For example, during the 1970's there was a considerable amount of exchanging of TV programs between the network TV stations and the movie studios that produced them. Universal, for example, produced some very popular programs that aired on ABC (Six Million Dollar Man) Kojak (CBS) but as we enter into the 21st Century Universal primarily makes TV shows for NBC or Syfy, which are all owned by Comcast.

The same is true with Disney. During the 80's and 90's several TV programs were produced for NBC and CBS or placed into first run syndication, a relatively seldom but not completely uncommon practice dating back to the dawn of TV during the 50's. However during the late 90's to now, the vast majority of the TV shows produced by Disney are currently aired on ABC (which it owns) or several different cable channels it owns, most notably the Disney channel.

The same holds true with Warner Brothers with a significant amount of the programs that they produce being aired on CBS or CW (with CBS and Warner Brothers Studios being co-owners of CW). Even many of the programs that are being aired on CW are based upon DC Comics heroes such as 'The Flash', 'Arrow' 'I, Zombie' and 'Legends of Tomorrow' along with the new 'Super Girl' TV show on CBS, all owned by Warner Brothers. Other big hits on CBS includes 'Big Bang Theory' produced by Warner Brothers.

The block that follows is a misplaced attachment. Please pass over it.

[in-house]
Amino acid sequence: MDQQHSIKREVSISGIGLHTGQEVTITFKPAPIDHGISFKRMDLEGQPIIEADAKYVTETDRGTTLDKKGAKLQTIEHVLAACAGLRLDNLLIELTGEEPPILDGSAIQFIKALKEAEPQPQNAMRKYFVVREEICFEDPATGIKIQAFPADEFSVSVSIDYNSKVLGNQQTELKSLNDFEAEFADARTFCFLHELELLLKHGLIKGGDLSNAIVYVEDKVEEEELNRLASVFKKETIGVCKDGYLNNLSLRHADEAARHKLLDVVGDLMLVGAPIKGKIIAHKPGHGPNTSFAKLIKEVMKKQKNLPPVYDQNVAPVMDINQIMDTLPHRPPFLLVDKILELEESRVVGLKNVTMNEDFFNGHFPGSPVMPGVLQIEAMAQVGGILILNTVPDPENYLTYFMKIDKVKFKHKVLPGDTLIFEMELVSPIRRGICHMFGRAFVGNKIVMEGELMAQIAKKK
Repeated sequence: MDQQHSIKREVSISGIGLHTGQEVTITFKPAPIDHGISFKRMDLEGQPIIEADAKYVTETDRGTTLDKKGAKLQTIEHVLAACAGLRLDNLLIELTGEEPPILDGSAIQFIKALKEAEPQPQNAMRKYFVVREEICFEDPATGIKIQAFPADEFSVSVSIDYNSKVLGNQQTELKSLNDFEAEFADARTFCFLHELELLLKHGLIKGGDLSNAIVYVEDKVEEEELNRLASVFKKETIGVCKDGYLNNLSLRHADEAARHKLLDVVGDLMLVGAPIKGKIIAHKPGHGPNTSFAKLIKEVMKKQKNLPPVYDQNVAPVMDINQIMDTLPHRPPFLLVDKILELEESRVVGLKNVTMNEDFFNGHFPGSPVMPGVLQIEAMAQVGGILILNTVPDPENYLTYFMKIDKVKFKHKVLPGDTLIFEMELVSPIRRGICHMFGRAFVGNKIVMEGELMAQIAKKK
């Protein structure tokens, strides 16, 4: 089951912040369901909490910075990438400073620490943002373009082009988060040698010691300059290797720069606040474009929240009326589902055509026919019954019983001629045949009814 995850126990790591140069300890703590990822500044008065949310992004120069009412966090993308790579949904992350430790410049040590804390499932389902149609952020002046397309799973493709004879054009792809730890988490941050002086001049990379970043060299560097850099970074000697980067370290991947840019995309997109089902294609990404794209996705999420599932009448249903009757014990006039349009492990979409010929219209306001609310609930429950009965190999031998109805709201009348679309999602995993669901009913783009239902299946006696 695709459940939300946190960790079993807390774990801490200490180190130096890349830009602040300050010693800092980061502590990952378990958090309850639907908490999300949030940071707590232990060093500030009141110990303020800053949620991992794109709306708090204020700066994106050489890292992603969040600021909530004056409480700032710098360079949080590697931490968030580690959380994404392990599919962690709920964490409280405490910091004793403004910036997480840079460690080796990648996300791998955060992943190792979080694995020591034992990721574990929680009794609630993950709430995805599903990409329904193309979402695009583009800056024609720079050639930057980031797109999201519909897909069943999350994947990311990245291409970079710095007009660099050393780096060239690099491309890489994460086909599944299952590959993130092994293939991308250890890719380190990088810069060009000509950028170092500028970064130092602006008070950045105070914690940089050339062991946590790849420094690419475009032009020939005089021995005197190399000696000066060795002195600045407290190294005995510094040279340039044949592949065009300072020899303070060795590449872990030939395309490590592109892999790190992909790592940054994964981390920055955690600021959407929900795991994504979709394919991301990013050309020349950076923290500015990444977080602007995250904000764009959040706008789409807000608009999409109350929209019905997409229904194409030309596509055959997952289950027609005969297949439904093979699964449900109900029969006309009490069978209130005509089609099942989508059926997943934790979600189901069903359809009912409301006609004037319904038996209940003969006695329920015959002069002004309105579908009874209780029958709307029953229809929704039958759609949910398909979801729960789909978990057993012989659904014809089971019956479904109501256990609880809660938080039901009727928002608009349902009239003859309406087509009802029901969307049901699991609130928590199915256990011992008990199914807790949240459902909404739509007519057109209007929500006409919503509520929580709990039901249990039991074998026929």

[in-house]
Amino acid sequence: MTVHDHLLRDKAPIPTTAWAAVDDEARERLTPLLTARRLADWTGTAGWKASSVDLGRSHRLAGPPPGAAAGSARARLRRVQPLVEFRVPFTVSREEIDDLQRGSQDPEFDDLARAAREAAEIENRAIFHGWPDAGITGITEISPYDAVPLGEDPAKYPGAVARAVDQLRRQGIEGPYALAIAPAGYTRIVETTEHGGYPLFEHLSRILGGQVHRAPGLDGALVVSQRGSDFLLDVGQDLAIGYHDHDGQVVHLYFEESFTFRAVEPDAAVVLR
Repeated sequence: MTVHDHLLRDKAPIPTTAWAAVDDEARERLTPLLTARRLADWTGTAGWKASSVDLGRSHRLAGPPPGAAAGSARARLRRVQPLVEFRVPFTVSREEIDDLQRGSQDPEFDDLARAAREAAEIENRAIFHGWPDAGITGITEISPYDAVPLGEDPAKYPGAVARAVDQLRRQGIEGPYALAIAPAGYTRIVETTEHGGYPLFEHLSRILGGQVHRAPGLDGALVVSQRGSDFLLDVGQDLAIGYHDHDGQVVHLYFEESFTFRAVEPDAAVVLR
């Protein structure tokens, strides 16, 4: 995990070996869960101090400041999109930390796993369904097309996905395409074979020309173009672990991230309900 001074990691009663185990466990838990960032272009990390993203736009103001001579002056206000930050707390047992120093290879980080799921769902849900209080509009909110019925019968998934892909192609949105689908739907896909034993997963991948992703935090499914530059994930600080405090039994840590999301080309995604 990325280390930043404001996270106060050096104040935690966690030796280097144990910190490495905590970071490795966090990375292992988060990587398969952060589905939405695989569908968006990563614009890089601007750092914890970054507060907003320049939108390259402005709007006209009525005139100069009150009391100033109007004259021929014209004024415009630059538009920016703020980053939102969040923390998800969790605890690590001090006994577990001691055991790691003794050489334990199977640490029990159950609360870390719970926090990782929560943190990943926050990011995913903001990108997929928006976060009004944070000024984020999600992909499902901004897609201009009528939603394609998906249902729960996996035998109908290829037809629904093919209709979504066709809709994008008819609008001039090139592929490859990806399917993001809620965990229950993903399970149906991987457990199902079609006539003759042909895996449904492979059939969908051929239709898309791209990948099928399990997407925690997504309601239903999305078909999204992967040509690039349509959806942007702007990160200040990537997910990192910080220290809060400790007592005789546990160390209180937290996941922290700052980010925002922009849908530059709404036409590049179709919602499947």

It is obvious that they are using the same business model that was caused the lawsuit during the mid 20th century that brought about the anti-trust lawsuit.

Comcast is not just limited to owning Syfy or NBC, but owns some of the most popular cable channels on any cable provider. Channels like USA, Syfy, Chiller, Clu, E! Entertainment, Bravo, Oxygen and Sprout are several of the most popular Cable channels available all owned by Comcast, the largest cable provider in the United States.

Comcast Isn't Alone In This Exclusive Club